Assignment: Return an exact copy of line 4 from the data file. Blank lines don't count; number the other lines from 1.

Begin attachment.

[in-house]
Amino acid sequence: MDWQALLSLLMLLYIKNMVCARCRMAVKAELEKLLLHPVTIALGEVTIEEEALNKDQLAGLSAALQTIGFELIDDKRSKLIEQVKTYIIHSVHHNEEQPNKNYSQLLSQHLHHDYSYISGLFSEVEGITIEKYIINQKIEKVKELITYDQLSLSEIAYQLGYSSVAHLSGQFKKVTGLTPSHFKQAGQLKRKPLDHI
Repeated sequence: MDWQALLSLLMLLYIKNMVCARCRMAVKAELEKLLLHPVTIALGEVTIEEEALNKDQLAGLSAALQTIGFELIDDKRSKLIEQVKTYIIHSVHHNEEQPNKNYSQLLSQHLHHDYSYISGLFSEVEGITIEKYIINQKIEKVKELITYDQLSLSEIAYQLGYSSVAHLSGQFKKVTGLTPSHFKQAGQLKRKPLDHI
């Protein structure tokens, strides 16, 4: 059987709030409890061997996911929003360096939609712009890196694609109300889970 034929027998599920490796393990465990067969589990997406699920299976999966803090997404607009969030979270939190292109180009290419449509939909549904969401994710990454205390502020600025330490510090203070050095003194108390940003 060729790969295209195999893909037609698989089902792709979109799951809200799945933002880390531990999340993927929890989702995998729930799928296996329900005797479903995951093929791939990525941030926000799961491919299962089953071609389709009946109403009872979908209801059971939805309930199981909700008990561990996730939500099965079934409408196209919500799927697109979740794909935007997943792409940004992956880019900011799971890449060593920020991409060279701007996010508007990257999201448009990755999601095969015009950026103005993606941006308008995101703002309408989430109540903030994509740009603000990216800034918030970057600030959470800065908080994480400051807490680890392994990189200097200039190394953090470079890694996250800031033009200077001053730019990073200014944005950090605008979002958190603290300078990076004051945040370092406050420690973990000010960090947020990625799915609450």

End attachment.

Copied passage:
């Protein structure tokens, strides 16, 4: 059987709030409890061997996911929003360096939609712009890196694609109300889970 034929027998599920490796393990465990067969589990997406699920299976999966803090997404607009969030979270939190292109180009290419449509939909549904969401994710990454205390502020600025330490510090203070050095003194108390940003 060729790969295209195999893909037609698989089902792709979109799951809200799945933002880390531990999340993927929890989702995998729930799928296996329900005797479903995951093929791939990525941030926000799961491919299962089953071609389709009946109403009872979908209801059971939805309930199981909700008990561990996730939500099965079934409408196209919500799927697109979740794909935007997943792409940004992956880019900011799971890449060593920020991409060279701007996010508007990257999201448009990755999601095969015009950026103005993606941006308008995101703002309408989430109540903030994509740009603000990216800034918030970057600030959470800065908080994480400051807490680890392994990189200097200039190394953090470079890694996250800031033009200077001053730019990073200014944005950090605008979002958190603290300078990076004051945040370092406050420690973990000010960090947020990625799915609450």